So, within this framework, back to your good questions Debbie.

What is it that we as Christians are supposed to do? Within the “sphere” of the church’s assignment, what should we be doing, especially right now and right here in this moment of violence, anger and fear?  Well, last Sunday morning I preached on the Sixth Commandment – “No Killing” (Exodus 20:13). This sermon series on the Ten Commandments was planned three months ago.  The intersection of this specific text with the events that played out in downtown Dallas, and in Minneapolis, and in Baton Rouge last week, are what I can only describe as a “Godcidence” (as opposed to a coincidence).

The decision that I preached for last Sunday morning was this –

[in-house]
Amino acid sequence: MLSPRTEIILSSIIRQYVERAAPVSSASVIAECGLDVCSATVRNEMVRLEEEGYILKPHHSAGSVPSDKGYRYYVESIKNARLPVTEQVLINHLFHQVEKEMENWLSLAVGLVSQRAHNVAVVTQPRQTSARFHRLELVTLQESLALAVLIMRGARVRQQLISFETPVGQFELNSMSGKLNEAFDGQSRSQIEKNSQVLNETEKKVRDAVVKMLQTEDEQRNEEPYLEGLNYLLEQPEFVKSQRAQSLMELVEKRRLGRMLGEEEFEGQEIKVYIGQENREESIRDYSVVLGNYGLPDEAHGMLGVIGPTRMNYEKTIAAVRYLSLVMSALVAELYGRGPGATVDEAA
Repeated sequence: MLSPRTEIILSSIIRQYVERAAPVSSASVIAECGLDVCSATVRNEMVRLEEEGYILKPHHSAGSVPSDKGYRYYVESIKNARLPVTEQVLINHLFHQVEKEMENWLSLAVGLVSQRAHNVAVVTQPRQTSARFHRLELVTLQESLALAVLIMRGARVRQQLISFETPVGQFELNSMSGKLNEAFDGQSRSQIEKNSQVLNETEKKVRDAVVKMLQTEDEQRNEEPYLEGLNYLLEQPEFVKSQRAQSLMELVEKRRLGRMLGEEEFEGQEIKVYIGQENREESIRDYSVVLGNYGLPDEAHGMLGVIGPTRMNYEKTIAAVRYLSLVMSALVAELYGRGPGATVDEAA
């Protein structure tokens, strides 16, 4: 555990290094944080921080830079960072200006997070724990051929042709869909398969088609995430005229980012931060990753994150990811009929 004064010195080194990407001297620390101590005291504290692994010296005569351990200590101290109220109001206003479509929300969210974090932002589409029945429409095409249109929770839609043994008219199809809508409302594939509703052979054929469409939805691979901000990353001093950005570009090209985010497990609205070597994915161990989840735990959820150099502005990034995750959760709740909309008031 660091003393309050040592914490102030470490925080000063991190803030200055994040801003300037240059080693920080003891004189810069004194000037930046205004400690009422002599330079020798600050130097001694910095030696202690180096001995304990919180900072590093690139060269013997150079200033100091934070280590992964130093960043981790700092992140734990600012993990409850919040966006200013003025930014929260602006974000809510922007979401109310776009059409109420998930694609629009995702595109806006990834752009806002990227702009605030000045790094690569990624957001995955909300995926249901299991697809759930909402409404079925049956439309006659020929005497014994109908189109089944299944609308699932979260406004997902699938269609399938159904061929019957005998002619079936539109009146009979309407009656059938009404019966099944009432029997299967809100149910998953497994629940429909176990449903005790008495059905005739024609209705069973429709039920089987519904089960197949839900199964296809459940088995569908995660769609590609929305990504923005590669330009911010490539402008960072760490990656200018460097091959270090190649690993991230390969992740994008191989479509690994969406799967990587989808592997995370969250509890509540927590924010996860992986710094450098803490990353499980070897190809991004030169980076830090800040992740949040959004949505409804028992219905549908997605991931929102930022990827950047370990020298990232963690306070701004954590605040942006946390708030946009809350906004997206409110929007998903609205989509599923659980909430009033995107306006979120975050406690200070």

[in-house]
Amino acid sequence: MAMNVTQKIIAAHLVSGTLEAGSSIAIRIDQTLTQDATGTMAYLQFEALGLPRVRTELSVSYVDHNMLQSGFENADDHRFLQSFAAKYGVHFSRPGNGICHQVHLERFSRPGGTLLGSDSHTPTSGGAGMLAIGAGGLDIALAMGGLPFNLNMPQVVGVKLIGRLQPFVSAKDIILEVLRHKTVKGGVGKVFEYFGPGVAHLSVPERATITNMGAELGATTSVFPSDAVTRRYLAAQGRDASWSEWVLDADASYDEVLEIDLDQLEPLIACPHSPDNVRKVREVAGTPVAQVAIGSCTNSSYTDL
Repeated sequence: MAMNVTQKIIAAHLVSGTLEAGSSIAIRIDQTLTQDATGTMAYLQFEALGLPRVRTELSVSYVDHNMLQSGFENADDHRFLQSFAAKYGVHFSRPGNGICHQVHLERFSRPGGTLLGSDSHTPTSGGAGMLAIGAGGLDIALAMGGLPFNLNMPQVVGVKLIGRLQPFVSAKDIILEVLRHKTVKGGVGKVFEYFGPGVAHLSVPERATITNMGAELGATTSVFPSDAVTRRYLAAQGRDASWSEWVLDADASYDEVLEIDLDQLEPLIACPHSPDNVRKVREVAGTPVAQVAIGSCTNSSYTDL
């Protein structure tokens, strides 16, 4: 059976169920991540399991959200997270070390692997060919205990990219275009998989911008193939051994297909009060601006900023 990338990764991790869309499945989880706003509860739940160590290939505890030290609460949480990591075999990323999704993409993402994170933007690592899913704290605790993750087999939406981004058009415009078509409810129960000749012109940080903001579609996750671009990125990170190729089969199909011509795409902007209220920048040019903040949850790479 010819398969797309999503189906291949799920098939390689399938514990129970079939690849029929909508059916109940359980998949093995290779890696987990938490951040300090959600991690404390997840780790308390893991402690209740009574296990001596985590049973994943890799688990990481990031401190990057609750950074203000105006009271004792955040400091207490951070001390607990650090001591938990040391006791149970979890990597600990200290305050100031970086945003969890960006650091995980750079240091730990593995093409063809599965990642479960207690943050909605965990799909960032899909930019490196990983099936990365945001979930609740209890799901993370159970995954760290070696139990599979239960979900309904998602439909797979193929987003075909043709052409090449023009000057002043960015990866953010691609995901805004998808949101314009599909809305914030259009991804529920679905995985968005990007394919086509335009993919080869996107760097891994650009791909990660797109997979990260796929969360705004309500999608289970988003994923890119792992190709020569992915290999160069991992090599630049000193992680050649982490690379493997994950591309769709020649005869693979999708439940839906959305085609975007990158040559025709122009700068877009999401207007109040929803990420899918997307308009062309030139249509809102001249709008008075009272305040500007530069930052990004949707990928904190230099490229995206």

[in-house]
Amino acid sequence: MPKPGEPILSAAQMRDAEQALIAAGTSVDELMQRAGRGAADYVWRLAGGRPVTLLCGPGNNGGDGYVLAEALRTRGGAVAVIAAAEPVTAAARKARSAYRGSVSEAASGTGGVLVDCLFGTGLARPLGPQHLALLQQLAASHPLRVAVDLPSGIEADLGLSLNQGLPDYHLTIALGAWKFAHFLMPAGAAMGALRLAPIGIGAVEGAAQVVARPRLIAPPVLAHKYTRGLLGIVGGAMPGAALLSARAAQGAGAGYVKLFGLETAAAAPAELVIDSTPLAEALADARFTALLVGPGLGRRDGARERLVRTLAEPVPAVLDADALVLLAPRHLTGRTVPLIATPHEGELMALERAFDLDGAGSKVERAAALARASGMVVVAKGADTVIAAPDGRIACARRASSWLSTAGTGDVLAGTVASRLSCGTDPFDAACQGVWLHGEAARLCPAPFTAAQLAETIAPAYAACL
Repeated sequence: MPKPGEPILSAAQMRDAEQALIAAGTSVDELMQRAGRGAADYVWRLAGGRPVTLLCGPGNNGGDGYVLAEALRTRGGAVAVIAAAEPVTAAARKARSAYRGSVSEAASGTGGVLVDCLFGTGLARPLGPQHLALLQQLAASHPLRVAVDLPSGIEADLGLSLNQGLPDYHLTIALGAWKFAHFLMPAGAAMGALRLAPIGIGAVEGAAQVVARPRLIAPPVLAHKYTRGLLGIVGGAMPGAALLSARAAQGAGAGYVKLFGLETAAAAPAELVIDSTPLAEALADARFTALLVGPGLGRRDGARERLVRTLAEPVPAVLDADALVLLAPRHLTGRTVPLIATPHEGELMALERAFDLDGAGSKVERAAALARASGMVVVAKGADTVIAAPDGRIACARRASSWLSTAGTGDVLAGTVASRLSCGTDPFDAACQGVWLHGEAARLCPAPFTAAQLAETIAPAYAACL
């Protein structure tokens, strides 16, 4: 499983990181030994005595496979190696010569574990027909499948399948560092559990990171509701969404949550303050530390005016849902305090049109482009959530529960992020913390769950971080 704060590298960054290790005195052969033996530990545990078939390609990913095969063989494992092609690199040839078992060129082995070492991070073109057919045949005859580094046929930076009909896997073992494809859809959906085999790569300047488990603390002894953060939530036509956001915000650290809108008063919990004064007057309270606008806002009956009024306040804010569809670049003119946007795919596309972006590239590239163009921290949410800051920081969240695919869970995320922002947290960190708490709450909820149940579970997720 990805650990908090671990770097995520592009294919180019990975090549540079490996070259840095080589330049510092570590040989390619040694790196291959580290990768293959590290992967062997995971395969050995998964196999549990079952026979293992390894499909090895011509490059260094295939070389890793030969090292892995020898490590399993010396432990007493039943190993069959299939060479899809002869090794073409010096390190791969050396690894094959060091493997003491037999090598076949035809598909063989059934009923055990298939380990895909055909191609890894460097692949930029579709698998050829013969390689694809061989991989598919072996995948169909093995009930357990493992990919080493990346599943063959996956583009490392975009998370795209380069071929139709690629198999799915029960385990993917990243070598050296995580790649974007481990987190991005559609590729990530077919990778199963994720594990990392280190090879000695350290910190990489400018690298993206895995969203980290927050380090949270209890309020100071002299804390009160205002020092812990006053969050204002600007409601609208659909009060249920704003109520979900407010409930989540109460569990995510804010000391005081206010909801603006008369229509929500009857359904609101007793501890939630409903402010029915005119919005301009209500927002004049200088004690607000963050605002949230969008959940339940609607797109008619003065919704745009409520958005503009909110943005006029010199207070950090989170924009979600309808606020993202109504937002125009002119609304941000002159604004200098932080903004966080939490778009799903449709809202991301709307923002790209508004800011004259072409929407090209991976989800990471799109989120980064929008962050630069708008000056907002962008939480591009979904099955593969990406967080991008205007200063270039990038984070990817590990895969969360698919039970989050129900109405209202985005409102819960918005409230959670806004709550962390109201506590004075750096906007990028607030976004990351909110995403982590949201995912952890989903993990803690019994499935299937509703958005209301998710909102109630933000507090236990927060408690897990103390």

Jesus said that while the prohibition of the Sixth Commandment still stands, that we must understand that killing is never just an outward act. “Murder comes from the heart” Jesus said (Matthew 15:19).  Long before it’s an external act, murder is an inward attitude rooted in envy, anger and hatred.  When another person has been judged to be worthless by us, then their life is of no longer of any concern to us.  And when this happens, then we’ve already committed the hidden murder of the heart.  And so, this is where Jesus Christ dug in His holy heels and intervened with His “transforming initiative of grace.”  Long before another person has been denigrated and dismissed, Jesus told us to interrupt this slide of them becoming dead to us by choosing to deliberately relate to them as a human being instead.